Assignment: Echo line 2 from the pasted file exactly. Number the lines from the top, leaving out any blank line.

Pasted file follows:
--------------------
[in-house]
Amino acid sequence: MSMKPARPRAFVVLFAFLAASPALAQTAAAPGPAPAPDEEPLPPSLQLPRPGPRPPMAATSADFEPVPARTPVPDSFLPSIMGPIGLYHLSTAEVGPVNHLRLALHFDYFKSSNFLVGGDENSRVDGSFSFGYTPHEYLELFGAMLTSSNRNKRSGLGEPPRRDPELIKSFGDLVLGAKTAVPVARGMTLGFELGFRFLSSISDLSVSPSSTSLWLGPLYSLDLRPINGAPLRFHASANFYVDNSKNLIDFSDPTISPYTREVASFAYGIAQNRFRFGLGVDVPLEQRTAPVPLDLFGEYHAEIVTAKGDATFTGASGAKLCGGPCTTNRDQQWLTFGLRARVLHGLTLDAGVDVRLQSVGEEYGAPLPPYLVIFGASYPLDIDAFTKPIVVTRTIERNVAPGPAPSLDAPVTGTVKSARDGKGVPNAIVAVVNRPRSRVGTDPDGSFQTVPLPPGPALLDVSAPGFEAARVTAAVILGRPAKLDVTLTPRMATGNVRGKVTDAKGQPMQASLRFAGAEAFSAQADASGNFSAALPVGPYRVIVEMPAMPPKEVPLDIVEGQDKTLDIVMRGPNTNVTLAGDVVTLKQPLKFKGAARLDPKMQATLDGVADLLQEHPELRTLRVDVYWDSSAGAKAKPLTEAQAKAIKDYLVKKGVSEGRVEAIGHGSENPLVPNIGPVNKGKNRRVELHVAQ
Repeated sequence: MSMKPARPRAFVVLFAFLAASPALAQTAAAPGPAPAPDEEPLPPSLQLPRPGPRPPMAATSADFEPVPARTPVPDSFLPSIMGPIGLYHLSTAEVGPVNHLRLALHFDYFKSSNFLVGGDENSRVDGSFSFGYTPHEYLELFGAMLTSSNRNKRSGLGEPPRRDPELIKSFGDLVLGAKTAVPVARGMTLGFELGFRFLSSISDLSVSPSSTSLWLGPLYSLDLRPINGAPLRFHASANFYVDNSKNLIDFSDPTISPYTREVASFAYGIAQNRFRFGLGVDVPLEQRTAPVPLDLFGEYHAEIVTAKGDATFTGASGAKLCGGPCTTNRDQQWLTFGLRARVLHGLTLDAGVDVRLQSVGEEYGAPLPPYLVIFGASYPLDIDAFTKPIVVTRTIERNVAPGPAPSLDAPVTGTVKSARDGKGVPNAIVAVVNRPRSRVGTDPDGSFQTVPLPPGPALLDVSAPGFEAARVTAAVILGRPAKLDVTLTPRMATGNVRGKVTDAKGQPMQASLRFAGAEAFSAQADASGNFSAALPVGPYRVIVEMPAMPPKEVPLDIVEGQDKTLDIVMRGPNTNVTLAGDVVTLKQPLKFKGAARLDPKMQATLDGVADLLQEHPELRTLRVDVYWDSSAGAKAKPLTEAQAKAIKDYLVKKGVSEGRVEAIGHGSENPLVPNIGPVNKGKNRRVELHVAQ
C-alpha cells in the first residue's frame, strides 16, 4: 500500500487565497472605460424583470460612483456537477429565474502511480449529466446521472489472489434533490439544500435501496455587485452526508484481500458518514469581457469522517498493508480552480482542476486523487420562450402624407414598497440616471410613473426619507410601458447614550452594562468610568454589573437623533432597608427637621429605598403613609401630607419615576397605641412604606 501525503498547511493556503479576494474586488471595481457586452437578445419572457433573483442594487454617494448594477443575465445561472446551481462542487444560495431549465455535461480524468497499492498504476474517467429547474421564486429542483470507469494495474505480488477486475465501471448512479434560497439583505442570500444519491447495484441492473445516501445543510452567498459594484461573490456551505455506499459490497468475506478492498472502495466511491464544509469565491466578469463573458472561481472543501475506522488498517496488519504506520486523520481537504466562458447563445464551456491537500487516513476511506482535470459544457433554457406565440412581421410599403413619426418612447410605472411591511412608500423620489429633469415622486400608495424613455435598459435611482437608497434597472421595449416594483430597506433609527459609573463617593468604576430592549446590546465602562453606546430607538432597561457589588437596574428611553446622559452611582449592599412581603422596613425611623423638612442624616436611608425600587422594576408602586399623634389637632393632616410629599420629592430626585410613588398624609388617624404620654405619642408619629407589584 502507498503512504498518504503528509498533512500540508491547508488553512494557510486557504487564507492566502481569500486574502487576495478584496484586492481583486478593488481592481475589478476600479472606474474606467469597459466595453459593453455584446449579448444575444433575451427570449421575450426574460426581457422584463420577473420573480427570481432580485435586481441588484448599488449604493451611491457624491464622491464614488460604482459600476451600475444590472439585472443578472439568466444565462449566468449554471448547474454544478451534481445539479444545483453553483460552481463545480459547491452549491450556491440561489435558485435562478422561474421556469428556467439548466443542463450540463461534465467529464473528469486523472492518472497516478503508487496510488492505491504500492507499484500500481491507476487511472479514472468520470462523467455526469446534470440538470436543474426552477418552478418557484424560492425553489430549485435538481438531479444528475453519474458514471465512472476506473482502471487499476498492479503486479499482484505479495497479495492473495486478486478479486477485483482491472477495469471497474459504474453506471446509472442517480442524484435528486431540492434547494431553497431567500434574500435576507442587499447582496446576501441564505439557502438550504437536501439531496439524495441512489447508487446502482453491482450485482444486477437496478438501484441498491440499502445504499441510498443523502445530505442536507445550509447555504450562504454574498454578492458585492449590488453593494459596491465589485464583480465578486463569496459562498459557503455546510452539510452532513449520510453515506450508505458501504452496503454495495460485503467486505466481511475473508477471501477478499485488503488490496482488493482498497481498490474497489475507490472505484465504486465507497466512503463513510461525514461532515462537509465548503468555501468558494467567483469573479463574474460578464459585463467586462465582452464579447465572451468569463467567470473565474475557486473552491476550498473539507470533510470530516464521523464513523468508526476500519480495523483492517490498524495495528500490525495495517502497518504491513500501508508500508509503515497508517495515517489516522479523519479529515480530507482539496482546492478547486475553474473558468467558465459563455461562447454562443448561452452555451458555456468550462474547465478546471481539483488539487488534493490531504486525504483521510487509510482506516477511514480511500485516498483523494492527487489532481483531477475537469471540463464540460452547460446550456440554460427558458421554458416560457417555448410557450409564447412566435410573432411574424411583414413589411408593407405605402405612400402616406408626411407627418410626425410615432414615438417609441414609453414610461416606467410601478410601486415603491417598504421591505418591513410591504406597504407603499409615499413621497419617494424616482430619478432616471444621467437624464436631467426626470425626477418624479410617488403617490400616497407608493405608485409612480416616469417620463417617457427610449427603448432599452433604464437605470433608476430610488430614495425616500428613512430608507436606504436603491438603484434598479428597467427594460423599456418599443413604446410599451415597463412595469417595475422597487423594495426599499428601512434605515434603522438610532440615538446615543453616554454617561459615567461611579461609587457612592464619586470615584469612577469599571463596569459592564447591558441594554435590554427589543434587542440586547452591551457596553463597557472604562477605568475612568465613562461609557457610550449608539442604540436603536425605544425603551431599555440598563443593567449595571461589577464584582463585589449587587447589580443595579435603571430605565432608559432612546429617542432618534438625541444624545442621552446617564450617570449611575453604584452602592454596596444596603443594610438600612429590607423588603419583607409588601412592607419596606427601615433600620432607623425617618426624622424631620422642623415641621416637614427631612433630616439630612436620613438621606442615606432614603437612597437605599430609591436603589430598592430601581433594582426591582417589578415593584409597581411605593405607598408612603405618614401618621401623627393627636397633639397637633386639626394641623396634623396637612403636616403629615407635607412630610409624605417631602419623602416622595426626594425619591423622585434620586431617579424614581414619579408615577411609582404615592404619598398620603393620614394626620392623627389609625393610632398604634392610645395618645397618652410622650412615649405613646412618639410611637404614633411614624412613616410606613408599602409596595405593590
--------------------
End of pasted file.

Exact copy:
Amino acid sequence: MSMKPARPRAFVVLFAFLAASPALAQTAAAPGPAPAPDEEPLPPSLQLPRPGPRPPMAATSADFEPVPARTPVPDSFLPSIMGPIGLYHLSTAEVGPVNHLRLALHFDYFKSSNFLVGGDENSRVDGSFSFGYTPHEYLELFGAMLTSSNRNKRSGLGEPPRRDPELIKSFGDLVLGAKTAVPVARGMTLGFELGFRFLSSISDLSVSPSSTSLWLGPLYSLDLRPINGAPLRFHASANFYVDNSKNLIDFSDPTISPYTREVASFAYGIAQNRFRFGLGVDVPLEQRTAPVPLDLFGEYHAEIVTAKGDATFTGASGAKLCGGPCTTNRDQQWLTFGLRARVLHGLTLDAGVDVRLQSVGEEYGAPLPPYLVIFGASYPLDIDAFTKPIVVTRTIERNVAPGPAPSLDAPVTGTVKSARDGKGVPNAIVAVVNRPRSRVGTDPDGSFQTVPLPPGPALLDVSAPGFEAARVTAAVILGRPAKLDVTLTPRMATGNVRGKVTDAKGQPMQASLRFAGAEAFSAQADASGNFSAALPVGPYRVIVEMPAMPPKEVPLDIVEGQDKTLDIVMRGPNTNVTLAGDVVTLKQPLKFKGAARLDPKMQATLDGVADLLQEHPELRTLRVDVYWDSSAGAKAKPLTEAQAKAIKDYLVKKGVSEGRVEAIGHGSENPLVPNIGPVNKGKNRRVELHVAQ